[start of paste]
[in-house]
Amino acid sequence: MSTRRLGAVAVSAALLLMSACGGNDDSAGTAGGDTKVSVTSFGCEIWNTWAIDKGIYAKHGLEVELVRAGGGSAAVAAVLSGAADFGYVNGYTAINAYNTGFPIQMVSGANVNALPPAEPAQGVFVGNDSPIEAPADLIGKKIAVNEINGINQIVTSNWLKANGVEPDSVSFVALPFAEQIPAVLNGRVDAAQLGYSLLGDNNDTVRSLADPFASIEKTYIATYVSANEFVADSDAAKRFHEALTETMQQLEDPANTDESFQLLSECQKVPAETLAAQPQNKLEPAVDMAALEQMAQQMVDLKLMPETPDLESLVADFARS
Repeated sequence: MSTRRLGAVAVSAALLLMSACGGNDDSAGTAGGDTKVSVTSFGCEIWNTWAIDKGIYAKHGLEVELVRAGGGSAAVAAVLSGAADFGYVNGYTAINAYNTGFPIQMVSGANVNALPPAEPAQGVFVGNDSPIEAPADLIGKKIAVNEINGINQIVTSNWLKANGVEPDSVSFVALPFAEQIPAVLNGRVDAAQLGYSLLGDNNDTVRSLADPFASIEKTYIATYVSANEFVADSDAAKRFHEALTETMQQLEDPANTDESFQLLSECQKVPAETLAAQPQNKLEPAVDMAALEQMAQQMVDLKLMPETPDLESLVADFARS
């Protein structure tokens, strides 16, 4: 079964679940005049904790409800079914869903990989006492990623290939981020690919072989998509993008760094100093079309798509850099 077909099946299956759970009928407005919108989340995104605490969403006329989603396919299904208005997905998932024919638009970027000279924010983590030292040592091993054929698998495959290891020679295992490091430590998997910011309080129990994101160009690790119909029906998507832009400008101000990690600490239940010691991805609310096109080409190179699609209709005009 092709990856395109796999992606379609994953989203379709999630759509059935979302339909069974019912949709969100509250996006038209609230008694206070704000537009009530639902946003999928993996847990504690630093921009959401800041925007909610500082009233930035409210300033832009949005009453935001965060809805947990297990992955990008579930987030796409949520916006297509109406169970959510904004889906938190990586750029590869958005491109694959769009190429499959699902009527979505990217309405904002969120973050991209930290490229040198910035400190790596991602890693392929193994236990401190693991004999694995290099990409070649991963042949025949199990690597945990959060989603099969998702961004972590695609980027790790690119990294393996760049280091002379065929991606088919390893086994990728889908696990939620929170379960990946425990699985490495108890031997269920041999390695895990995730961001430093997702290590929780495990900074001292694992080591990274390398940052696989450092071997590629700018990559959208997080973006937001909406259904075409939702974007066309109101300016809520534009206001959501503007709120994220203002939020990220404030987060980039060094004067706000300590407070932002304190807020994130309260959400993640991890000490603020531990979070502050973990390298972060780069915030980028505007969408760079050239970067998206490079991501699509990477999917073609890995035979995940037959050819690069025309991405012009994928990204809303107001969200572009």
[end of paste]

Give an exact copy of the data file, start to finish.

[in-house]
Amino acid sequence: MSTRRLGAVAVSAALLLMSACGGNDDSAGTAGGDTKVSVTSFGCEIWNTWAIDKGIYAKHGLEVELVRAGGGSAAVAAVLSGAADFGYVNGYTAINAYNTGFPIQMVSGANVNALPPAEPAQGVFVGNDSPIEAPADLIGKKIAVNEINGINQIVTSNWLKANGVEPDSVSFVALPFAEQIPAVLNGRVDAAQLGYSLLGDNNDTVRSLADPFASIEKTYIATYVSANEFVADSDAAKRFHEALTETMQQLEDPANTDESFQLLSECQKVPAETLAAQPQNKLEPAVDMAALEQMAQQMVDLKLMPETPDLESLVADFARS
Repeated sequence: MSTRRLGAVAVSAALLLMSACGGNDDSAGTAGGDTKVSVTSFGCEIWNTWAIDKGIYAKHGLEVELVRAGGGSAAVAAVLSGAADFGYVNGYTAINAYNTGFPIQMVSGANVNALPPAEPAQGVFVGNDSPIEAPADLIGKKIAVNEINGINQIVTSNWLKANGVEPDSVSFVALPFAEQIPAVLNGRVDAAQLGYSLLGDNNDTVRSLADPFASIEKTYIATYVSANEFVADSDAAKRFHEALTETMQQLEDPANTDESFQLLSECQKVPAETLAAQPQNKLEPAVDMAALEQMAQQMVDLKLMPETPDLESLVADFARS
């Protein structure tokens, strides 16, 4: 079964679940005049904790409800079914869903990989006492990623290939981020690919072989998509993008760094100093079309798509850099 077909099946299956759970009928407005919108989340995104605490969403006329989603396919299904208005997905998932024919638009970027000279924010983590030292040592091993054929698998495959290891020679295992490091430590998997910011309080129990994101160009690790119909029906998507832009400008101000990690600490239940010691991805609310096109080409190179699609209709005009 092709990856395109796999992606379609994953989203379709999630759509059935979302339909069974019912949709969100509250996006038209609230008694206070704000537009009530639902946003999928993996847990504690630093921009959401800041925007909610500082009233930035409210300033832009949005009453935001965060809805947990297990992955990008579930987030796409949520916006297509109406169970959510904004889906938190990586750029590869958005491109694959769009190429499959699902009527979505990217309405904002969120973050991209930290490229040198910035400190790596991602890693392929193994236990401190693991004999694995290099990409070649991963042949025949199990690597945990959060989603099969998702961004972590695609980027790790690119990294393996760049280091002379065929991606088919390893086994990728889908696990939620929170379960990946425990699985490495108890031997269920041999390695895990995730961001430093997702290590929780495990900074001292694992080591990274390398940052696989450092071997590629700018990559959208997080973006937001909406259904075409939702974007066309109101300016809520534009206001959501503007709120994220203002939020990220404030987060980039060094004067706000300590407070932002304190807020994130309260959400993640991890000490603020531990979070502050973990390298972060780069915030980028505007969408760079050239970067998206490079991501699509990477999917073609890995035979995940037959050819690069025309991405012009994928990204809303107001969200572009």